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SPRING

16th April


The temporary academic relocations of conference season take us not only to strange and sometimes remote campuses but also suspend usual routines of behaviour. A friend and colleague said recently that there are distinct national types of conference etiquette. How would she characterise them? "Australian conferences are vicious and boozy, American conferences are status conscious and networking-obsessed and British conferences are polite and consensual." The insight in the observation triggered immediate flashbacks. In continental Europe it is different again, where conference participants don't ask questions but rather 'intervene'. It is hearsay but it is rumoured that on one occasion a prestigious French academic asked a question that lasted 45 minutes.

American conferences are conducted within an atmosphere of pragmatic professionalism, business cards are traded, dinner invitations jockeyed for and conversations between delegates sound like curriculum vitae being read aloud. There is also something very peculiar in the staged formality of US conference discussion that reveals their obsession with status. Even the closest of friends refer to each other with their full academic titles to emphasis to the audience rank and esteem. "I would like to respond to a point made by Professor Warshow [my long-time friend and former lover]... concerning one key aspect of this quite brilliant paper."

Conferences are places of self-promotion. "Hold that book up higher," says the keynote speaker to the poor soul chairing as her latest literary offering is hoisted skyward like a football trophy. It all seems to have become much more brazen in the colloquium market place. Like barrow boys flogging bunches of bananas, publications are advertised on the PowerPoint slides as if to set out the stall of ideas.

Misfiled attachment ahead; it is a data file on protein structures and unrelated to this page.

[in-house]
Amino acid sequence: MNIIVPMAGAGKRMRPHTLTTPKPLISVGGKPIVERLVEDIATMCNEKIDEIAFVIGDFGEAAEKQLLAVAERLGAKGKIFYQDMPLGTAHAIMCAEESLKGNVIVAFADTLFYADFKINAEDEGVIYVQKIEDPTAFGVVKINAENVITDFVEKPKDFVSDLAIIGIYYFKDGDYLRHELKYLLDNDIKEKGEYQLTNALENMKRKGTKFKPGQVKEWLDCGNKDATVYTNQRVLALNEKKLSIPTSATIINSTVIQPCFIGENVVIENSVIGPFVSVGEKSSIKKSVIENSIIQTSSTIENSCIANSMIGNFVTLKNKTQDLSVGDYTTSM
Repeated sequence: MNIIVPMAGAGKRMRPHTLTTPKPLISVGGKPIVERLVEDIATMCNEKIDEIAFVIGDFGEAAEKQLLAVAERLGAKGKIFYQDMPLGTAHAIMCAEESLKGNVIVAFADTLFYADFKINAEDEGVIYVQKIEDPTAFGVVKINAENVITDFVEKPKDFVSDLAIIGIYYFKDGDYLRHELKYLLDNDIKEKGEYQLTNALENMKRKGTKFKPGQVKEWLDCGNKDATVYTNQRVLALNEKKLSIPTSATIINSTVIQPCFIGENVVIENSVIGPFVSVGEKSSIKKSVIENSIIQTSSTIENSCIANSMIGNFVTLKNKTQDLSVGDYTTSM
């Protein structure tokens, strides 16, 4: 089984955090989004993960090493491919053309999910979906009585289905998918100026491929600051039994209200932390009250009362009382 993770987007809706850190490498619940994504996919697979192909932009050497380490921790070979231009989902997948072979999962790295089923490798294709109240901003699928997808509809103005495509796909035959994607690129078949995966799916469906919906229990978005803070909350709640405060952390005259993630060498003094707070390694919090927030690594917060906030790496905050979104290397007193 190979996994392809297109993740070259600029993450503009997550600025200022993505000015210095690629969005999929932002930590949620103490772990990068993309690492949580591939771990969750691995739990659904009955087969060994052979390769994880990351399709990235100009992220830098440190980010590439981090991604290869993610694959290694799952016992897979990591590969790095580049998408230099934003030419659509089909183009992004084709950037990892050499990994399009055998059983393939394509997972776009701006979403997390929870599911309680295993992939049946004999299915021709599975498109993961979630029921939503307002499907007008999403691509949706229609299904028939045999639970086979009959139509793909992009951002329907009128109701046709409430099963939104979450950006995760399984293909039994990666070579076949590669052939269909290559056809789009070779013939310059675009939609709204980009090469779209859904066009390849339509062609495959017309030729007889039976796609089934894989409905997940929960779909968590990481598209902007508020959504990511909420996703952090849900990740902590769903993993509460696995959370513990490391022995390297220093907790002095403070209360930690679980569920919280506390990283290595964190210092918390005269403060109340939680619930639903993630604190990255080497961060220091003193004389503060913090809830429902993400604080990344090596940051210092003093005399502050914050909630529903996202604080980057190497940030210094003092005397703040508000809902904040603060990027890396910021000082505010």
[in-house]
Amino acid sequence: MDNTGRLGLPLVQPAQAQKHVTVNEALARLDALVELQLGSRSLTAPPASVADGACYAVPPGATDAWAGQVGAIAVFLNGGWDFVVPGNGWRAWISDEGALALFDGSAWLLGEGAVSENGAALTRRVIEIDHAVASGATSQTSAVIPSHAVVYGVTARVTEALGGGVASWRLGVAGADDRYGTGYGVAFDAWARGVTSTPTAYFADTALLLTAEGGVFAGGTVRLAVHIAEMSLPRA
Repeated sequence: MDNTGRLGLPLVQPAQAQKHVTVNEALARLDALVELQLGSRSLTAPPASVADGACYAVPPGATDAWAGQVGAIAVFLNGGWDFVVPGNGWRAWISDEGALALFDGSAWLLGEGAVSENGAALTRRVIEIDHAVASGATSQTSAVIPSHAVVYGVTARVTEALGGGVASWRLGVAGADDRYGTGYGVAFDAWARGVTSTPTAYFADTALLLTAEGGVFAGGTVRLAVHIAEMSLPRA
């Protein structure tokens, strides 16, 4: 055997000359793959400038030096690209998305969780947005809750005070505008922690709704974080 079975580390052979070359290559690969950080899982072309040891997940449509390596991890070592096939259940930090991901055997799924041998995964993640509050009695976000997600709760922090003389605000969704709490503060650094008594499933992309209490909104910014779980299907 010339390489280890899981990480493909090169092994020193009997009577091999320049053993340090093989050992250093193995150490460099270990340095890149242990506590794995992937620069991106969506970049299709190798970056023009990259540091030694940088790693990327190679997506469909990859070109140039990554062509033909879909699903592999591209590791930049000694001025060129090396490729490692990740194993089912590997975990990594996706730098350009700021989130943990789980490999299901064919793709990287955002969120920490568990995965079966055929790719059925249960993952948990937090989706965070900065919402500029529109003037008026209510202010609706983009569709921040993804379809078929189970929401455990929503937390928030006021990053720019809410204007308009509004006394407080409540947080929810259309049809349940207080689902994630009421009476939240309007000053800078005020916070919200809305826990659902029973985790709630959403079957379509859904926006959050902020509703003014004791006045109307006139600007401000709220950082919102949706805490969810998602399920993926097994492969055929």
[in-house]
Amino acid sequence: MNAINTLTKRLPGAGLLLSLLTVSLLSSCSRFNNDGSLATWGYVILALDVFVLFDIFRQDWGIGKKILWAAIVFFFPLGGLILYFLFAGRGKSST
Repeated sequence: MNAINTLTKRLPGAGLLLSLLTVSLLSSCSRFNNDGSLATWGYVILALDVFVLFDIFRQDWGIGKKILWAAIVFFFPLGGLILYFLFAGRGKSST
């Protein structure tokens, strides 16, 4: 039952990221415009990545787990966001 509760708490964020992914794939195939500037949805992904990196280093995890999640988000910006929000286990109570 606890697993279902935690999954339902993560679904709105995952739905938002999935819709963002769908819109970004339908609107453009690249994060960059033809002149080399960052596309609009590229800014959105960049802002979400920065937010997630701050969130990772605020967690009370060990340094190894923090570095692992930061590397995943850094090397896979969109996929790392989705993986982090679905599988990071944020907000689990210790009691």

"Get your journal article citations here, three for a pound!" Sycophancy is the other tool at work here. It can be transparent but nonetheless effective. Even the most acerbic of critics finds it hard to resist being seduced by a compliment.

While there is plenty of this going on in Britain, conference etiquette in my colleague's diagnosis is quite different. The choreography of thanks to the organisers, co-panellists and indeed all those who have assembled at some ridiculous hour is terribly polite. Audiences nod like the purple cows that decorated the back seat windows of Ford Cortinas in the 1970s. Questions are introduced with the prefix, "Thanks, I really enjoyed your paper but..." Aching reverence is the preferred mode of self-presentation. In a plenary session a sociologist chastised the delegates at the event for too much nodding. "Aren't the nods of agreement all a bit too cosy? Shouldn't more people be shaking their heads instead?" As silent encouragement to a speaker the nod shows attentiveness and appreciation. I myself am a Pavlovian nodder; it is the conditional reflex inspired through attending too many conferences. Yet as Pierre Bourdieu might say, truth isn't measured in nods of approval.

There is a sinister aspect poking up through this surface of gentility. As a colleague put it, it's "a very British way of telling someone their whole project is worthless without telling them". It does not quite name itself but is nonetheless conveyed. "Thanks very much for your paper..." followed by a list of shortcomings that lead inexorably to the conclusion that it is ill-founded and actually not worth the effort or the paper it is written on. This is a very British, controlled viciousness that can be damning while at the same time very well mannered.

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19 April